Sunday, January 07, 2007

Rancho Capistrano Part 1

The gazebo on the island
My company is big on training for their managers as they have numerous courses where they bring in experts to conduct intensive on-site and off-site programs. So when it came up as a goal on my performance review, I shopped for the best boondoggle. A two day course in a mission in southern California? I'm there. It is a nice perk of being part of the manager's "club"at this company. I have no other frame of reference, not having been a manager before, but I do believe that his company really tries to groom and coddle its managers. Which is great to promote a cohesive company culture, but a bit stifling when the company is an old-fashioned conservative company headquartered in the Midwest. Not exactly a perfect match for the innovative project that I'm on and the fast-paced new technologies, new tools, new gadget person that I am. But I always fall back to the 15 minute commute and great pay. So here is part 1 of the account of my boondoggle.

Rancho Capistrano is so beautiful you can't take a bad picture. Here is the set of pictures from the trip. The course "Improving Performance through Coaching", had an intriguing description which included "wear comfortable casual clothes, including hats, sunscreen, shorts and tennis shoes as we will be spending a lot of time outside". OK, I can live with that. I've been to team building touchy-feely courses before. I learned that people should stay 3 feet away with me, don't get too close! When I saw a bandana on the table I asked the instructor, "Is this a blindfold?" He laughed and replied, "No, it's a teaching tool." At that point, I knew what I was in for, or at least I thought I did. Here is our first experiential adventure, the "Minefield".

We were paired off into coach and coachee, where we alternated roles through the exercise. I was paired with a pure D (dominance), according to the DiSC test we took, where I am a high C and part S. Still we got along great, as I have many close friends that are D as well. In minefield, five plastic cups are laid out in a row. The goals was to walk around the cups slalom style blindfolded. The first coaching approach was "No coaching". I walked slalom style and ended up diagonally across the field. In the second pass, the coach had to stay on one end and "talk" the coachee through. The third style was "guidance" where the coach could hold the arm or shoulder of the coachee and walk them through. Much better results obviously but also the start of the "touching" part of the program. The last was an exercise in adapting to change. A rope was put up across the middle of the course about 2 feet high, unbeknownst to the coachee. I, the coacher this time, approached this head on, bringing the hand of my partner down to feel the rope and he easily hopped over and was the first to complete. And is his D way, he said, "Yay, we win!" I was baffled by some of the other approaches where the coacher simply directed "lift up your leg up.. higher.. higher!!" or having them lie down and scooch under the rope without touching it as if it were on fire and couldn't even be mentioned. Of course before I had my partner touch the rope, I asked if it was allowed to tell what it was or touch it. Even after seeing us complete the course, the other coaches didn't pick up on the easier direct approach I took. Of course, I was proud to "win" as well.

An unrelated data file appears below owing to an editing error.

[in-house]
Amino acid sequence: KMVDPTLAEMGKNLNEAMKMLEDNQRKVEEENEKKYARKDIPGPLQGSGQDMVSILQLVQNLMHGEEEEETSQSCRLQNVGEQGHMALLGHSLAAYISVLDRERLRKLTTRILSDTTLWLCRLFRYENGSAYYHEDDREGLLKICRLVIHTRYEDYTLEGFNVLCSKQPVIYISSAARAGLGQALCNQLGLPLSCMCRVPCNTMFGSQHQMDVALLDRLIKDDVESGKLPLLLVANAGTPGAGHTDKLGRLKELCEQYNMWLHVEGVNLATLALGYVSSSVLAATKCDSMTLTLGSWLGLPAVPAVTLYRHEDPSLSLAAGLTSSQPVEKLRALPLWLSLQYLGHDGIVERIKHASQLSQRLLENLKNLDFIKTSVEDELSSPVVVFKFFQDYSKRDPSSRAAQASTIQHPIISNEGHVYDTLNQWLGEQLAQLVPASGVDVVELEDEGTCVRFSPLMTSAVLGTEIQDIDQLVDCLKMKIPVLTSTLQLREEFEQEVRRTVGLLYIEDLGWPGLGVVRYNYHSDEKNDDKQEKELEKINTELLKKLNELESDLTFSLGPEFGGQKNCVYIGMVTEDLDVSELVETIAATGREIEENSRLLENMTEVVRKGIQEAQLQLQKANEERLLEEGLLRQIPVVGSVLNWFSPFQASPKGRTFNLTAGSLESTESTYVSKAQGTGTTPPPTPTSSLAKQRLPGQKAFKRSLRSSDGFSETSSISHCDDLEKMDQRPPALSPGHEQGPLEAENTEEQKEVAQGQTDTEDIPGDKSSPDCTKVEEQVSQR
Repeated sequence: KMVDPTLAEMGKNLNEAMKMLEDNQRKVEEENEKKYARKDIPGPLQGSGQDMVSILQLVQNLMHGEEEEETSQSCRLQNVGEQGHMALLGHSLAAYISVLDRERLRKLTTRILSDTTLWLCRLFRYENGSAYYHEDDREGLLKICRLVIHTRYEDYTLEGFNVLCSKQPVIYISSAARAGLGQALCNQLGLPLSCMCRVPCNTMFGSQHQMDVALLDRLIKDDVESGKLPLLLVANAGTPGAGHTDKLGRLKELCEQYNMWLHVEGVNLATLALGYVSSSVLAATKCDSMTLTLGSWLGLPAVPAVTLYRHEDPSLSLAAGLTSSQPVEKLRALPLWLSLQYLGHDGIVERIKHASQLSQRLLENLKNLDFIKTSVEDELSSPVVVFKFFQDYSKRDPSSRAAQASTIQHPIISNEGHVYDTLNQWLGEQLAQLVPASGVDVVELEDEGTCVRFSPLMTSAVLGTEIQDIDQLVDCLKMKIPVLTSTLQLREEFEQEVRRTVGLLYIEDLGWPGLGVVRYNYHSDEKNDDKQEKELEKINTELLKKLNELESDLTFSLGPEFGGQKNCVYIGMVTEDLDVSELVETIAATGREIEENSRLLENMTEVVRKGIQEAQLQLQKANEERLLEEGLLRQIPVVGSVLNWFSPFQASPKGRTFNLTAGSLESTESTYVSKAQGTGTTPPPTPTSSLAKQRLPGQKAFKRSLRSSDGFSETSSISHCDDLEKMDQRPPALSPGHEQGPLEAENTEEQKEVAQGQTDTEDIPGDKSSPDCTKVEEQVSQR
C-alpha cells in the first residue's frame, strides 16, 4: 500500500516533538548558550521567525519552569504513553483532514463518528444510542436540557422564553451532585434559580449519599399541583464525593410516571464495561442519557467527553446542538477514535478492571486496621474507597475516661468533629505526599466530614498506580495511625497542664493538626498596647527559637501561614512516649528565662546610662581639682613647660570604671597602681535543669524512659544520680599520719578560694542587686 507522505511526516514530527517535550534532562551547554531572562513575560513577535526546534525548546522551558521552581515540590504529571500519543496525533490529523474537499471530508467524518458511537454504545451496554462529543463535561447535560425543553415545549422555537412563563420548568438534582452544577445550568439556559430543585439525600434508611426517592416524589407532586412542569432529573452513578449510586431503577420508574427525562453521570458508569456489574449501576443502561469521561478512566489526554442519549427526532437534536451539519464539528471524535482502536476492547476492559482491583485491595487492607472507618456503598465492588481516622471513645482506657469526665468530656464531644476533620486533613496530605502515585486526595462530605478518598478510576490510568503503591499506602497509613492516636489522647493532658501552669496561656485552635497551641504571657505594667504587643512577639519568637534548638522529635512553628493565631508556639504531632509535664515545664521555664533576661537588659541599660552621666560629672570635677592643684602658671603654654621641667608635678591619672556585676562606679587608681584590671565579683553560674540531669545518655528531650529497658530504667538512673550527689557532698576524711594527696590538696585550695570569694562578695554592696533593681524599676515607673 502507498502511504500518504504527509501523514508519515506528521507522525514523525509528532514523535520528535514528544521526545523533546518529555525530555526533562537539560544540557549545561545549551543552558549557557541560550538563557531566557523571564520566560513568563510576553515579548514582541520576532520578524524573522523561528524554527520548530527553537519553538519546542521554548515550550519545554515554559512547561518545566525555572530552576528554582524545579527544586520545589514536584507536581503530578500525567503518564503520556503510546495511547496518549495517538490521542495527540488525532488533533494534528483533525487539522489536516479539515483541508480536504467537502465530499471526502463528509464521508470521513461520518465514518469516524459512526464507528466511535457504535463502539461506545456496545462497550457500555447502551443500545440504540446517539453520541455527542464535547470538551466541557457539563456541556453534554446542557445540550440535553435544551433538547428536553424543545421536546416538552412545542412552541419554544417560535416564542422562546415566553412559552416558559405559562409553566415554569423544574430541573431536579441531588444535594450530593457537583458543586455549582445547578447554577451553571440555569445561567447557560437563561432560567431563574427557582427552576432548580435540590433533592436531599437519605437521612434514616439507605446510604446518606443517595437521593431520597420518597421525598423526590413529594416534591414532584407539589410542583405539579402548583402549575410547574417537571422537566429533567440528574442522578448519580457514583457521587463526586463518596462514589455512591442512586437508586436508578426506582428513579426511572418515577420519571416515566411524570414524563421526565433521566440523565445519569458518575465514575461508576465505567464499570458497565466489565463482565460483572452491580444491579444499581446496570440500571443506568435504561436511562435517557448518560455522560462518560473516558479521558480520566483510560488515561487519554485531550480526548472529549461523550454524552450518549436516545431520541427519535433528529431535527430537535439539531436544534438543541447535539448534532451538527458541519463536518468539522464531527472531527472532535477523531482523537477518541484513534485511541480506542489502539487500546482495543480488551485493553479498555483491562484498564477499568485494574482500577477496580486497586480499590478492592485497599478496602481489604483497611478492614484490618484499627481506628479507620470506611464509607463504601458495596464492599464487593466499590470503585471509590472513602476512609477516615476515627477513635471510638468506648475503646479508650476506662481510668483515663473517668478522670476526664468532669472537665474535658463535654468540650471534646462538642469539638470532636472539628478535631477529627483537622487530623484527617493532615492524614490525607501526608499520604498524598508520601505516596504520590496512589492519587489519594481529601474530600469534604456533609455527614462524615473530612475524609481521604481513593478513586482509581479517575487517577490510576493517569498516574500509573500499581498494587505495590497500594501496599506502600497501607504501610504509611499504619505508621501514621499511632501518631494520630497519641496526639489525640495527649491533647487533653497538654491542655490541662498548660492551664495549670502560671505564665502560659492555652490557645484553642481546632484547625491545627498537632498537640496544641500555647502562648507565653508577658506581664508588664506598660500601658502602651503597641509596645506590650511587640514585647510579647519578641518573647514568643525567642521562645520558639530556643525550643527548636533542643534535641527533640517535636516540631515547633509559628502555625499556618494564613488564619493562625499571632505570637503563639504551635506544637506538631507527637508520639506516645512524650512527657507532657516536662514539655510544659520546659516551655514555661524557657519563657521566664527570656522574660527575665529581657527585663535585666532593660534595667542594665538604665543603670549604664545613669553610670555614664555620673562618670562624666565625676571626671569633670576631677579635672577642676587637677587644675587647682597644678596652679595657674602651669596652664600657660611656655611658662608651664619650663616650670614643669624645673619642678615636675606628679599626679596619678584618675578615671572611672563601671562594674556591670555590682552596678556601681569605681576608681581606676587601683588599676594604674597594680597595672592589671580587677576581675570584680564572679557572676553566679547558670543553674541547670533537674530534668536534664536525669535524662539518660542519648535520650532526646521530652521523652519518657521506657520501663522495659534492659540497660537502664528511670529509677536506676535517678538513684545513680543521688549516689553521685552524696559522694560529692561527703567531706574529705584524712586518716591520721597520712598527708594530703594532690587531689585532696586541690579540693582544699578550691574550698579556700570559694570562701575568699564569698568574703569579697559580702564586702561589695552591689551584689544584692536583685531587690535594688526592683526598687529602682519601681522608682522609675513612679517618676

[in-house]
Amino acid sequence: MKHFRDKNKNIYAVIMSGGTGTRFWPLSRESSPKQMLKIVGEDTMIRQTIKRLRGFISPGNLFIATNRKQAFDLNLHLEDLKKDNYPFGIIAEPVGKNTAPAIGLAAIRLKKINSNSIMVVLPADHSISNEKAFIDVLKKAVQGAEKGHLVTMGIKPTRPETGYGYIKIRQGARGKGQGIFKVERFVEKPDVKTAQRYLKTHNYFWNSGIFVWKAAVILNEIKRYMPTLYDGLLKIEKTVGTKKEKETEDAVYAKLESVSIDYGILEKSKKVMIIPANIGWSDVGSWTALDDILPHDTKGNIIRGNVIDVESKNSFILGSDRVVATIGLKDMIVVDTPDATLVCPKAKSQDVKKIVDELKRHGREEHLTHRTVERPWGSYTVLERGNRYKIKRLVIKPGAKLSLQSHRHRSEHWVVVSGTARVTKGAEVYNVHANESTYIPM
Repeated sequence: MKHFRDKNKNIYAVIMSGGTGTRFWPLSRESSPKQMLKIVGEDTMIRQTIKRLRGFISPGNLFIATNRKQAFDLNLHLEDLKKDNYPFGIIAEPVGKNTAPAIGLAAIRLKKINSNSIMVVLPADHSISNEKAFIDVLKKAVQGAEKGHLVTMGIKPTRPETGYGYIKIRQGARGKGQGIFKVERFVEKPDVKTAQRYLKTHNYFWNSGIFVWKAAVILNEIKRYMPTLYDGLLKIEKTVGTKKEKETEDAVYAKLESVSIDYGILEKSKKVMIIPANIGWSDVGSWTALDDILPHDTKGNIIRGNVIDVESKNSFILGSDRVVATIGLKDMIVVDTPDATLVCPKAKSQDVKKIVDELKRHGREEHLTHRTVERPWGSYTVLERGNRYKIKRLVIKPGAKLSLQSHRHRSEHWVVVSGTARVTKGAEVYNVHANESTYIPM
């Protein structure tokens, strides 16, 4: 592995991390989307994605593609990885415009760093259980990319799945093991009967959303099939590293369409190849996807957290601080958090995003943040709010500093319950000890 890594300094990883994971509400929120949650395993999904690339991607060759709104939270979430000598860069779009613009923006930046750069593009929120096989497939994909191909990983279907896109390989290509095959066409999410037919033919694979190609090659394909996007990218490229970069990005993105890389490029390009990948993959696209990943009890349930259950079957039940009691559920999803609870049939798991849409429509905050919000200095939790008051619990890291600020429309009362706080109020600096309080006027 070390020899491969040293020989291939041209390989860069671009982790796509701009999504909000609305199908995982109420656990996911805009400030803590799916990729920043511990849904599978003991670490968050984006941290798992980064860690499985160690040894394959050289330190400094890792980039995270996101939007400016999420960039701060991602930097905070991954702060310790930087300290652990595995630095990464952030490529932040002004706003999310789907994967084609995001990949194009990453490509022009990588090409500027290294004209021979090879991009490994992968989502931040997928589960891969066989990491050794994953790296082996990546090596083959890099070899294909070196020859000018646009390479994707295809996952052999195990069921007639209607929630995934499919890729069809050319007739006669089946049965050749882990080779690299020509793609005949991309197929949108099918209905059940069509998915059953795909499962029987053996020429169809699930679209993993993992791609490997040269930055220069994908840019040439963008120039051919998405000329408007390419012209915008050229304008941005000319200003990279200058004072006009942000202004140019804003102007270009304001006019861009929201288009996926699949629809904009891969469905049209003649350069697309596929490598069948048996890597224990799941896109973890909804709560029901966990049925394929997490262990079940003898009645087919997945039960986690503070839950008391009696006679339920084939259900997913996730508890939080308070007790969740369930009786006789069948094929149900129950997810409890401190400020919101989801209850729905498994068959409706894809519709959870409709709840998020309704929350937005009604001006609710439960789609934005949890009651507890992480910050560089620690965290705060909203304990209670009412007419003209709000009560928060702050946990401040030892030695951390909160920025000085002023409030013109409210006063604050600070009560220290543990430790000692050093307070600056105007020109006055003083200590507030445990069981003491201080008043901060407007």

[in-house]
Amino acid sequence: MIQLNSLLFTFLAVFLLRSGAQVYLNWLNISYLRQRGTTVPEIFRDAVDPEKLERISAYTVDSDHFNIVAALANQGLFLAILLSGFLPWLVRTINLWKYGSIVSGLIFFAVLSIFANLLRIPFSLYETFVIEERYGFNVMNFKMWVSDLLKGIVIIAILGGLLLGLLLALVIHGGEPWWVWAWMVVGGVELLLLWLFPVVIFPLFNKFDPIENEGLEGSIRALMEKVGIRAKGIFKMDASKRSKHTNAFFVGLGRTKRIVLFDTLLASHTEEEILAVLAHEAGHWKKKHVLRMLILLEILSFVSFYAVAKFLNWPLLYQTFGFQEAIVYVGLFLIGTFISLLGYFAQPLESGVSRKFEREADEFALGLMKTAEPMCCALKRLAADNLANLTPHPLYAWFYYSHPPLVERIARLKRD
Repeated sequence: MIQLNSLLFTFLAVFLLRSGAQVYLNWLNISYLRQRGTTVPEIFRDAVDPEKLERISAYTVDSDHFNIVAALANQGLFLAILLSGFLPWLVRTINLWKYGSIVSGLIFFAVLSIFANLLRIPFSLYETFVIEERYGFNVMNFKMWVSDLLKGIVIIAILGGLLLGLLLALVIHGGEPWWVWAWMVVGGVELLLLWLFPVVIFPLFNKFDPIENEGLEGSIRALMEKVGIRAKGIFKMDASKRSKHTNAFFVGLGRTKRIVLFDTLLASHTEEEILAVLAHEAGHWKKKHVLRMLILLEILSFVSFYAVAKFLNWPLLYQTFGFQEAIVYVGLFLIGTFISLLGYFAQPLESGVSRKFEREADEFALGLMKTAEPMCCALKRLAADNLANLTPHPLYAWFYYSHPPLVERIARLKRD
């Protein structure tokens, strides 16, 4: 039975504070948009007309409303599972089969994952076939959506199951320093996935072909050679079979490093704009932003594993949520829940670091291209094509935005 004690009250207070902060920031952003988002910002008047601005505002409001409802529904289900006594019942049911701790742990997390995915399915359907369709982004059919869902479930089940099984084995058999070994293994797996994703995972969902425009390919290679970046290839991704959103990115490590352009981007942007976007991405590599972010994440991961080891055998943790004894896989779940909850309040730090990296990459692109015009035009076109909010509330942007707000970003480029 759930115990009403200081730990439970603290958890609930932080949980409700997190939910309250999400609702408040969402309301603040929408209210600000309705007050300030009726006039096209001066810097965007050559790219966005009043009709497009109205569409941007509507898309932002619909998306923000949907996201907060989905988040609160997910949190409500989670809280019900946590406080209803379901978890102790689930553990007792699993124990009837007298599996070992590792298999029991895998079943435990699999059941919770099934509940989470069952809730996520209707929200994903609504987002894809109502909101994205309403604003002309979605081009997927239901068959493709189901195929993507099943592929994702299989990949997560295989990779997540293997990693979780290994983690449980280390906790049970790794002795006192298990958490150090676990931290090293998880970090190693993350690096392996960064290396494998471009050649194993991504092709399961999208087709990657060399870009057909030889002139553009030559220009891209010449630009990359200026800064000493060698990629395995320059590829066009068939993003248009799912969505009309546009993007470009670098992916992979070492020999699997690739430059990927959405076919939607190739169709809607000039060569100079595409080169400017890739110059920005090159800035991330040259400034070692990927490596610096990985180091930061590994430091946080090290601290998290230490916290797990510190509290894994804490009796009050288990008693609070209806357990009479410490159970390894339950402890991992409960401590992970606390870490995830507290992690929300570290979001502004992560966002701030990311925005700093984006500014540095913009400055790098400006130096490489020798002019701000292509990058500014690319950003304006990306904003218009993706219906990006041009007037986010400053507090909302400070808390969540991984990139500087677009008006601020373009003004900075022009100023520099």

1 comment :

Bigqueue said...

At Sun we have what are referred to as woods meetings, and other meetings with a name that escapes me at the moment. (It will come to me 10 minutes after I fall asleep for sure)

The woods meeting is simply the type of off-site boondoggle that you sort of refer to...except they sometimes just find the most lame excuse for a meeting. (just to get out on the lake)

I think those meetings and their name came from DEC....everything in the computer business started at DEC or IBM....why not this too.

The other manager gathering I referred to was not so much a "fun event", but a sort of manager molding event. (Which is what the name referred to...but I have a mental block at the moment)

Ah yea...it was called "Charm School"...where managers learned their proper place...or should I say, the proper place of the people working for them. (can you tell I was only a manager for a short time....can you understand why I'm not one again! :-)

But your trip sure sounds a step or three above any "Charm School" or "Woods meeting".

BTW: Congrats on winning. Sounds like a similar thing that I learned at Kentron...."Never assume you know what an answer will be until you ask the question and get the answer." (I used to say "They will obviously not go for that"....and guess what...the direct approach works more often than I thought! As it did in your game.)

An introvert though?

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